UFC champion Conor McGregor has apologised for using homophobic slurs to describe another fighter.
Late last month, McGregor was caught on camera saying to fighter Artem Lobov about his opponent Andre Fili: “Do you know what I’m saying? He was a f—-t, and everyone knew he was a f—t.”
In an interview on Irish TV program “The Late Late Show,” McGregor apologized for using the slurs and said at the time he was trying to console “a sparring partner, a training partner, a friend, a brother of mine” after a loss.
“I witnessed him lose a fight in a potential career-defining or a career-ending fight in a manner where the opponent was stalling and running away, and I was upset,” he said.
“I was whispering in his ear, and I was speaking on that, and I said what I said. I meant no disrespect to nobody of the LGBT community. I didn’t mean no disrespect.”
McGregor defended himself by saying he’d campaigned to legalize marriage equality in Ireland in 2015.
“You’d swear I was screaming at two people of the same sex kissing. I campaigned when we were trying to get same-sex marriage legalised,” he said.
“It is another one where things just get blown out and … any chance they get they love to throw me under the bus.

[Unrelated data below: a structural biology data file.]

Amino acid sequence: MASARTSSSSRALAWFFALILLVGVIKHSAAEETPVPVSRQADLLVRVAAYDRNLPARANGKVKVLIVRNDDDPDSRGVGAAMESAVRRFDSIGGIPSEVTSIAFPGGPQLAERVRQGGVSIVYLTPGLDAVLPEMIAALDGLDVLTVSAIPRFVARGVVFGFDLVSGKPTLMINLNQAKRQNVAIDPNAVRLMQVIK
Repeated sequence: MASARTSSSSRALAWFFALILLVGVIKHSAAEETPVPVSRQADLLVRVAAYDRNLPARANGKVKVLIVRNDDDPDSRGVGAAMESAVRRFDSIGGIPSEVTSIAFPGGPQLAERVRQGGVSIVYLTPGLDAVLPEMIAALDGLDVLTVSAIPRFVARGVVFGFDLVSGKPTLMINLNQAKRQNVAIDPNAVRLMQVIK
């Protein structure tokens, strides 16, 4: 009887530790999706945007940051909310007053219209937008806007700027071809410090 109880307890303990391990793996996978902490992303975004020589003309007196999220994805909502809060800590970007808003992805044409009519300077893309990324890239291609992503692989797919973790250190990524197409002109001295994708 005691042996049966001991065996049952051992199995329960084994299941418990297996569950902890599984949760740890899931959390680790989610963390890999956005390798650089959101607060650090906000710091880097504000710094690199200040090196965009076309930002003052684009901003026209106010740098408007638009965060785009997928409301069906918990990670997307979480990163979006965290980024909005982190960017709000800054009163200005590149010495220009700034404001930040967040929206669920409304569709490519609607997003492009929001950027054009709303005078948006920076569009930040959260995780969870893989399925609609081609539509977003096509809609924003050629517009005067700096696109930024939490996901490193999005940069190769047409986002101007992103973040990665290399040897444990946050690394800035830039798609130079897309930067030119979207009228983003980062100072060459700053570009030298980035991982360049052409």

“I’d like to say sorry for what I said and try to move on from it.”
Speaking to Reuters, he added: “I’m human, I slip up, I say stupid things every damn day. All I can [do] is hold my hand up and apologize if anyone was offended.
“The word used to describe that opponent was incorrect and very offensive, and I can apologize for that.”
McGregor has also been accused of making racist comments towards opponents in the past, most recently in the leadup to his August fight with Floyd Mayweather.
He responded at the time by saying he’s “a multicultural individual” without any “ill feelings towards anyone.”
In 2015, McGregor tweeted about marriage equality: “We’re all human here at the end of the day — regardless of color, gender, sexuality. Any of that. It’s all meaningless. We all deserve the same rights.”